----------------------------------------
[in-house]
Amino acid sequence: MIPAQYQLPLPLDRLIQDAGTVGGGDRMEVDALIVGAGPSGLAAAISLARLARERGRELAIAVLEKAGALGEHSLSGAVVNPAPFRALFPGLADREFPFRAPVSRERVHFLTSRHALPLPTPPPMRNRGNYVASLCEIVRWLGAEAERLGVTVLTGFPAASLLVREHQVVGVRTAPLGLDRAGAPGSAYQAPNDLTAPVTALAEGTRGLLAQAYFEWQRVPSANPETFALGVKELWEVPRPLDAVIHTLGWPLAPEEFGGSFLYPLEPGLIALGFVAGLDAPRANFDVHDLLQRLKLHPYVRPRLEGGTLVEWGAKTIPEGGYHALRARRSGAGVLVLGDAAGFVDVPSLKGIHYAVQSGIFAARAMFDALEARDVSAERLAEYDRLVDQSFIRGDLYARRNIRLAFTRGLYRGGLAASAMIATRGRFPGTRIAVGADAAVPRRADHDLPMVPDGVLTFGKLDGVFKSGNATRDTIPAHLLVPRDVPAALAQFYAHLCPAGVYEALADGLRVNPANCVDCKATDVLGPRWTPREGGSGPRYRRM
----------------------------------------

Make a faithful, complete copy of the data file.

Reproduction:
[in-house]
Amino acid sequence: MIPAQYQLPLPLDRLIQDAGTVGGGDRMEVDALIVGAGPSGLAAAISLARLARERGRELAIAVLEKAGALGEHSLSGAVVNPAPFRALFPGLADREFPFRAPVSRERVHFLTSRHALPLPTPPPMRNRGNYVASLCEIVRWLGAEAERLGVTVLTGFPAASLLVREHQVVGVRTAPLGLDRAGAPGSAYQAPNDLTAPVTALAEGTRGLLAQAYFEWQRVPSANPETFALGVKELWEVPRPLDAVIHTLGWPLAPEEFGGSFLYPLEPGLIALGFVAGLDAPRANFDVHDLLQRLKLHPYVRPRLEGGTLVEWGAKTIPEGGYHALRARRSGAGVLVLGDAAGFVDVPSLKGIHYAVQSGIFAARAMFDALEARDVSAERLAEYDRLVDQSFIRGDLYARRNIRLAFTRGLYRGGLAASAMIATRGRFPGTRIAVGADAAVPRRADHDLPMVPDGVLTFGKLDGVFKSGNATRDTIPAHLLVPRDVPAALAQFYAHLCPAGVYEALADGLRVNPANCVDCKATDVLGPRWTPREGGSGPRYRRM